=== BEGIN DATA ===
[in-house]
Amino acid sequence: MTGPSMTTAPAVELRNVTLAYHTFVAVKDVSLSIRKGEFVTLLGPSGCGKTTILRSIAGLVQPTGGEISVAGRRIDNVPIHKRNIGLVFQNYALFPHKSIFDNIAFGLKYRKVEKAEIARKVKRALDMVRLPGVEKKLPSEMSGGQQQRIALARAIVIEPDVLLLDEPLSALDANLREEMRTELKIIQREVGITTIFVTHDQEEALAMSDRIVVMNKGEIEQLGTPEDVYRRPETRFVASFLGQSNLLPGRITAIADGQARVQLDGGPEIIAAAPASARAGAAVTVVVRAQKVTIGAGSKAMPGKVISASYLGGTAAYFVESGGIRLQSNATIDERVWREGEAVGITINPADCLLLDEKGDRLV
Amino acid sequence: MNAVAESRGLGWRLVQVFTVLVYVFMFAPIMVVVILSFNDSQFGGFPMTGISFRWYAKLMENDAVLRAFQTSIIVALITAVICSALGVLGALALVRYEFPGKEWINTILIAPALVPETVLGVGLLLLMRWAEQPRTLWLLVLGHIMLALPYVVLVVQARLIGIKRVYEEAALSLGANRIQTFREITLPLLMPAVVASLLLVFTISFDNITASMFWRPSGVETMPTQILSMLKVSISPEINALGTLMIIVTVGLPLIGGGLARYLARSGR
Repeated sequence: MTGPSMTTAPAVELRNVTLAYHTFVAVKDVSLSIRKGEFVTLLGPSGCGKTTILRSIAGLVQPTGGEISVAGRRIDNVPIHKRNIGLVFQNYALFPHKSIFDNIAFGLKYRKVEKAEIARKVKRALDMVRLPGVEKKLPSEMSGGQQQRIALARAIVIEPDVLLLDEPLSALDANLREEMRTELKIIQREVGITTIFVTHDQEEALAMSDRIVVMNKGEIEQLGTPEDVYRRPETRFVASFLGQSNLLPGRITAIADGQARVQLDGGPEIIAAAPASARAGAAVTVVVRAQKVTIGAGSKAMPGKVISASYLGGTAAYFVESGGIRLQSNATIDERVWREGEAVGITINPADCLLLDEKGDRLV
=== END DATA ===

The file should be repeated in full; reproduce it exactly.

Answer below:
[in-house]
Amino acid sequence: MTGPSMTTAPAVELRNVTLAYHTFVAVKDVSLSIRKGEFVTLLGPSGCGKTTILRSIAGLVQPTGGEISVAGRRIDNVPIHKRNIGLVFQNYALFPHKSIFDNIAFGLKYRKVEKAEIARKVKRALDMVRLPGVEKKLPSEMSGGQQQRIALARAIVIEPDVLLLDEPLSALDANLREEMRTELKIIQREVGITTIFVTHDQEEALAMSDRIVVMNKGEIEQLGTPEDVYRRPETRFVASFLGQSNLLPGRITAIADGQARVQLDGGPEIIAAAPASARAGAAVTVVVRAQKVTIGAGSKAMPGKVISASYLGGTAAYFVESGGIRLQSNATIDERVWREGEAVGITINPADCLLLDEKGDRLV
Amino acid sequence: MNAVAESRGLGWRLVQVFTVLVYVFMFAPIMVVVILSFNDSQFGGFPMTGISFRWYAKLMENDAVLRAFQTSIIVALITAVICSALGVLGALALVRYEFPGKEWINTILIAPALVPETVLGVGLLLLMRWAEQPRTLWLLVLGHIMLALPYVVLVVQARLIGIKRVYEEAALSLGANRIQTFREITLPLLMPAVVASLLLVFTISFDNITASMFWRPSGVETMPTQILSMLKVSISPEINALGTLMIIVTVGLPLIGGGLARYLARSGR
Repeated sequence: MTGPSMTTAPAVELRNVTLAYHTFVAVKDVSLSIRKGEFVTLLGPSGCGKTTILRSIAGLVQPTGGEISVAGRRIDNVPIHKRNIGLVFQNYALFPHKSIFDNIAFGLKYRKVEKAEIARKVKRALDMVRLPGVEKKLPSEMSGGQQQRIALARAIVIEPDVLLLDEPLSALDANLREEMRTELKIIQREVGITTIFVTHDQEEALAMSDRIVVMNKGEIEQLGTPEDVYRRPETRFVASFLGQSNLLPGRITAIADGQARVQLDGGPEIIAAAPASARAGAAVTVVVRAQKVTIGAGSKAMPGKVISASYLGGTAAYFVESGGIRLQSNATIDERVWREGEAVGITINPADCLLLDEKGDRLV